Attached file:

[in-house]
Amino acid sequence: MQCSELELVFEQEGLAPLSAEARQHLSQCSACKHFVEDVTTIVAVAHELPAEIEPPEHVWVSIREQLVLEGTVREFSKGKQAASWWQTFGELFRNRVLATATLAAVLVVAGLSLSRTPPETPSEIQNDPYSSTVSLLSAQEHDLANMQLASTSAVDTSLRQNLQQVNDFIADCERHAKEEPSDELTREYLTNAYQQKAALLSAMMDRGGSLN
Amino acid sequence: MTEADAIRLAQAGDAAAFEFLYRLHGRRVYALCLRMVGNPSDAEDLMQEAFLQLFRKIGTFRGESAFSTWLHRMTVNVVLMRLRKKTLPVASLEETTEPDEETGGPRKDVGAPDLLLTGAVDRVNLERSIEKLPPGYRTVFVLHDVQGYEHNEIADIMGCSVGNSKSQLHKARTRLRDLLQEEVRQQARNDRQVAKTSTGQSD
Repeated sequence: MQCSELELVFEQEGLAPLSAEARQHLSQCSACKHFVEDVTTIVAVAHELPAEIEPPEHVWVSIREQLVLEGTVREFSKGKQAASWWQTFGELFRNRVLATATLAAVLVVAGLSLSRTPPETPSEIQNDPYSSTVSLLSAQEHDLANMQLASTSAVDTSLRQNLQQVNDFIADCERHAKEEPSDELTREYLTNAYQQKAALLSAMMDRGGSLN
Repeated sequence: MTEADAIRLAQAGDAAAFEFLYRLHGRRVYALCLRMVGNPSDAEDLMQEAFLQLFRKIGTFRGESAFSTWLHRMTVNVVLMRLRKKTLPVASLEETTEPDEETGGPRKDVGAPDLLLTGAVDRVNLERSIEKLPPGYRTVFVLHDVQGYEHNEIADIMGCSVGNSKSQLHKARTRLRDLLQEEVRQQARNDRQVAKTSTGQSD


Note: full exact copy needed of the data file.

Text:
[in-house]
Amino acid sequence: MQCSELELVFEQEGLAPLSAEARQHLSQCSACKHFVEDVTTIVAVAHELPAEIEPPEHVWVSIREQLVLEGTVREFSKGKQAASWWQTFGELFRNRVLATATLAAVLVVAGLSLSRTPPETPSEIQNDPYSSTVSLLSAQEHDLANMQLASTSAVDTSLRQNLQQVNDFIADCERHAKEEPSDELTREYLTNAYQQKAALLSAMMDRGGSLN
Amino acid sequence: MTEADAIRLAQAGDAAAFEFLYRLHGRRVYALCLRMVGNPSDAEDLMQEAFLQLFRKIGTFRGESAFSTWLHRMTVNVVLMRLRKKTLPVASLEETTEPDEETGGPRKDVGAPDLLLTGAVDRVNLERSIEKLPPGYRTVFVLHDVQGYEHNEIADIMGCSVGNSKSQLHKARTRLRDLLQEEVRQQARNDRQVAKTSTGQSD
Repeated sequence: MQCSELELVFEQEGLAPLSAEARQHLSQCSACKHFVEDVTTIVAVAHELPAEIEPPEHVWVSIREQLVLEGTVREFSKGKQAASWWQTFGELFRNRVLATATLAAVLVVAGLSLSRTPPETPSEIQNDPYSSTVSLLSAQEHDLANMQLASTSAVDTSLRQNLQQVNDFIADCERHAKEEPSDELTREYLTNAYQQKAALLSAMMDRGGSLN
Repeated sequence: MTEADAIRLAQAGDAAAFEFLYRLHGRRVYALCLRMVGNPSDAEDLMQEAFLQLFRKIGTFRGESAFSTWLHRMTVNVVLMRLRKKTLPVASLEETTEPDEETGGPRKDVGAPDLLLTGAVDRVNLERSIEKLPPGYRTVFVLHDVQGYEHNEIADIMGCSVGNSKSQLHKARTRLRDLLQEEVRQQARNDRQVAKTSTGQSD